Welcome! Like the book of the same name, this blog is an eclectic collection of Sherlockian scribblings based on more than a half-century of reading Sherlock Holmes. Please add your own thoughts. You can also follow me on Twitter @DanAndriacco and on my Facebook fan page at Dan Andriacco Mysteries. You might also be interested in my Amazon Author Page. My books are also available at Barnes & Noble and in all main electronic formats including Kindle, Nook, Kobo and iBooks for the iPad.

Friday, July 15, 2011

The Birlstone Gambit

Arthur Conan Doyle owed much to Edgar Allen Poe, and always acknowledged the debt. For example, Conan Doyle didn't invent the eccentric non-police detective or the admiring and less-astute narrator, Poe did. Doyle just brought the concepts to life in two immortal characters.

It is sometimes overlooked, however, that Conan Doyle developed some major conventions of the detective fiction genre that are still in use today. This post is devoted to just one of those, "The Birlstone Gambit."

The Birlstone Gambit was the name given by Ellery Queen biographer Francis M. Nevins to the central plot device of Conan Doyle’s final Sherlock Holmes novel, The Valley of Fear. (It might just as well have been called “The Norwood Gambit,” for it was used earlier in the Holmes short story of “The Norwood Builder.”)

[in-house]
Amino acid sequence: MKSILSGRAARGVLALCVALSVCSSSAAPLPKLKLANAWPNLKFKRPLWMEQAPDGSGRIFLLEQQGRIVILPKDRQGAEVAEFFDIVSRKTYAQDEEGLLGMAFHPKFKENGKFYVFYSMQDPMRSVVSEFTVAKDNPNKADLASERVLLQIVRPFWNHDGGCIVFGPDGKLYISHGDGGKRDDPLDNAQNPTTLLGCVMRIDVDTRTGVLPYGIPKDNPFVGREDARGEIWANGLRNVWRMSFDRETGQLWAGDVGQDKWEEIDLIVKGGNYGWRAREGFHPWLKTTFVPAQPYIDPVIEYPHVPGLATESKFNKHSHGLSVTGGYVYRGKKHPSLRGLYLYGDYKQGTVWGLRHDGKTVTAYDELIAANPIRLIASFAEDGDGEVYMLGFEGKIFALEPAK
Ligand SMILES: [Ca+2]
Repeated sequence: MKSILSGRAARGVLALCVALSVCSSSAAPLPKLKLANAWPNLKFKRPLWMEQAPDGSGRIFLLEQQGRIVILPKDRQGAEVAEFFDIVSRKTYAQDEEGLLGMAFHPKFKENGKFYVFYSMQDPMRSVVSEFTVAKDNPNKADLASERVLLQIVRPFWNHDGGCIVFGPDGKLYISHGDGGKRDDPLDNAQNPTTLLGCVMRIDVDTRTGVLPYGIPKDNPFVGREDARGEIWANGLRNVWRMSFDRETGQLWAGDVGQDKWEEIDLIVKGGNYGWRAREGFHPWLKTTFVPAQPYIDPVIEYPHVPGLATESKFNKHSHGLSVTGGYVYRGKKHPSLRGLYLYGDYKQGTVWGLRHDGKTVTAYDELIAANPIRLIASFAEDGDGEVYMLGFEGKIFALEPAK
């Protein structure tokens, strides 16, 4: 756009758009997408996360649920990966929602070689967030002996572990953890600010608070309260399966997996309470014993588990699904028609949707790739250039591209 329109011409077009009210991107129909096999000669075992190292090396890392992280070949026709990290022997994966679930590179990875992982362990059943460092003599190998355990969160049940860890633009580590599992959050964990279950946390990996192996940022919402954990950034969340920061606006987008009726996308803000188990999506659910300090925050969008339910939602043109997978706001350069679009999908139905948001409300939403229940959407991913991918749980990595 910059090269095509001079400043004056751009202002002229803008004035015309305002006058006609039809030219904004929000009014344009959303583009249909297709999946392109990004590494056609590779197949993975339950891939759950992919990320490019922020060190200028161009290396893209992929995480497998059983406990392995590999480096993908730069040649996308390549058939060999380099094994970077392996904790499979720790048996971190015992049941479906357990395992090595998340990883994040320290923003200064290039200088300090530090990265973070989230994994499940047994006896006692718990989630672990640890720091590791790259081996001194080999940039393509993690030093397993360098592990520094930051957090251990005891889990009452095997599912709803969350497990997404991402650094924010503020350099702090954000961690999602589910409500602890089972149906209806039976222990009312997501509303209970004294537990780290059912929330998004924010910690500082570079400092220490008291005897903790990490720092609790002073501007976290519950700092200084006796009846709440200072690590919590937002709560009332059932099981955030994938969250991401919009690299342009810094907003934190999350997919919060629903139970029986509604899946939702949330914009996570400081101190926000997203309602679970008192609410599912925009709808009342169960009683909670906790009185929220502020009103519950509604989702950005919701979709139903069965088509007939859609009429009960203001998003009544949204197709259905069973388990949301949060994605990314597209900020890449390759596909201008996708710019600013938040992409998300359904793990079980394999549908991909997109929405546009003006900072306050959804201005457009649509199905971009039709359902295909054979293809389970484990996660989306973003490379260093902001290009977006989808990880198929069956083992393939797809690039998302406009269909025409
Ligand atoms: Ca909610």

Frederic Dannay and Manfred B. Lee, two cousins who wrote mysteries under the Ellery Queen pseudonym, used variations of this gambit in four novels during the early 1930s, and discussed it as a possibility in another. They weren’t alone. Agatha Christie used the same device in my favorite of her novels, and so have hundreds of other mystery writers.

I am among them. In one of the works collected in Baker Street Beat I employed the Birlstone Gambit. I won't tell you which one, and I hope you will read the book and find out for yourself.

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